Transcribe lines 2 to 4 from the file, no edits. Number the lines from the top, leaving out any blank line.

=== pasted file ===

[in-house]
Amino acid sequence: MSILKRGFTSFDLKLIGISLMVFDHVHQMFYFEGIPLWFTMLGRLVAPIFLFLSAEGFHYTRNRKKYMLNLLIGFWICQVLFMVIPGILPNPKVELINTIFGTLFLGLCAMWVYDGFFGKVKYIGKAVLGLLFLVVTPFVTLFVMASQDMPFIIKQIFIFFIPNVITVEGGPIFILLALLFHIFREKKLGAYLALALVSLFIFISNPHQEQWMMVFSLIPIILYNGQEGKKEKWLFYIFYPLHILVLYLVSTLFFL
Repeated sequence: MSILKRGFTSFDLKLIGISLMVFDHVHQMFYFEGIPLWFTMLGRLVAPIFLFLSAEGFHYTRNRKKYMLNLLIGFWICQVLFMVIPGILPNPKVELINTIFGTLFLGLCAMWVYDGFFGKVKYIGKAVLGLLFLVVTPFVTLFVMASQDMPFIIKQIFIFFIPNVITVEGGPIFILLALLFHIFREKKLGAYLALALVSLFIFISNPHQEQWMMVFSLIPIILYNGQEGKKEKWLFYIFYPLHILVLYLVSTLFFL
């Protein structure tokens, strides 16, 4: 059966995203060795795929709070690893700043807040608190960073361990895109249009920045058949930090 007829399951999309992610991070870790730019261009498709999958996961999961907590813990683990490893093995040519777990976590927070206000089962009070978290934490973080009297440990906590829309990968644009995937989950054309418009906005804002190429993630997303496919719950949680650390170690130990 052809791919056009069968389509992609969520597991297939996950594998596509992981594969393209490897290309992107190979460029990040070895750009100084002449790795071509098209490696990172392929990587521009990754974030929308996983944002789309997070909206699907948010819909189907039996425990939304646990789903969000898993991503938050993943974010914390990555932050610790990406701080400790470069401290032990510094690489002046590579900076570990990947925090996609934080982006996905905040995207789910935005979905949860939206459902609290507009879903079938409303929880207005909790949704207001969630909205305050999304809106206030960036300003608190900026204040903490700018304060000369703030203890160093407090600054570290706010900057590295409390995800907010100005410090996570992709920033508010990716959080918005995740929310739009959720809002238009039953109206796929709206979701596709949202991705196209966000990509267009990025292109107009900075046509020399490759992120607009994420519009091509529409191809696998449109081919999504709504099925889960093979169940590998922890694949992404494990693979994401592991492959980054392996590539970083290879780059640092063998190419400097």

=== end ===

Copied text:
Amino acid sequence: MSILKRGFTSFDLKLIGISLMVFDHVHQMFYFEGIPLWFTMLGRLVAPIFLFLSAEGFHYTRNRKKYMLNLLIGFWICQVLFMVIPGILPNPKVELINTIFGTLFLGLCAMWVYDGFFGKVKYIGKAVLGLLFLVVTPFVTLFVMASQDMPFIIKQIFIFFIPNVITVEGGPIFILLALLFHIFREKKLGAYLALALVSLFIFISNPHQEQWMMVFSLIPIILYNGQEGKKEKWLFYIFYPLHILVLYLVSTLFFL
Repeated sequence: MSILKRGFTSFDLKLIGISLMVFDHVHQMFYFEGIPLWFTMLGRLVAPIFLFLSAEGFHYTRNRKKYMLNLLIGFWICQVLFMVIPGILPNPKVELINTIFGTLFLGLCAMWVYDGFFGKVKYIGKAVLGLLFLVVTPFVTLFVMASQDMPFIIKQIFIFFIPNVITVEGGPIFILLALLFHIFREKKLGAYLALALVSLFIFISNPHQEQWMMVFSLIPIILYNGQEGKKEKWLFYIFYPLHILVLYLVSTLFFL
């Protein structure tokens, strides 16, 4: 059966995203060795795929709070690893700043807040608190960073361990895109249009920045058949930090 007829399951999309992610991070870790730019261009498709999958996961999961907590813990683990490893093995040519777990976590927070206000089962009070978290934490973080009297440990906590829309990968644009995937989950054309418009906005804002190429993630997303496919719950949680650390170690130990 052809791919056009069968389509992609969520597991297939996950594998596509992981594969393209490897290309992107190979460029990040070895750009100084002449790795071509098209490696990172392929990587521009990754974030929308996983944002789309997070909206699907948010819909189907039996425990939304646990789903969000898993991503938050993943974010914390990555932050610790990406701080400790470069401290032990510094690489002046590579900076570990990947925090996609934080982006996905905040995207789910935005979905949860939206459902609290507009879903079938409303929880207005909790949704207001969630909205305050999304809106206030960036300003608190900026204040903490700018304060000369703030203890160093407090600054570290706010900057590295409390995800907010100005410090996570992709920033508010990716959080918005995740929310739009959720809002238009039953109206796929709206979701596709949202991705196209966000990509267009990025292109107009900075046509020399490759992120607009994420519009091509529409191809696998449109081919999504709504099925889960093979169940590998922890694949992404494990693979994401592991492959980054392996590539970083290879780059640092063998190419400097």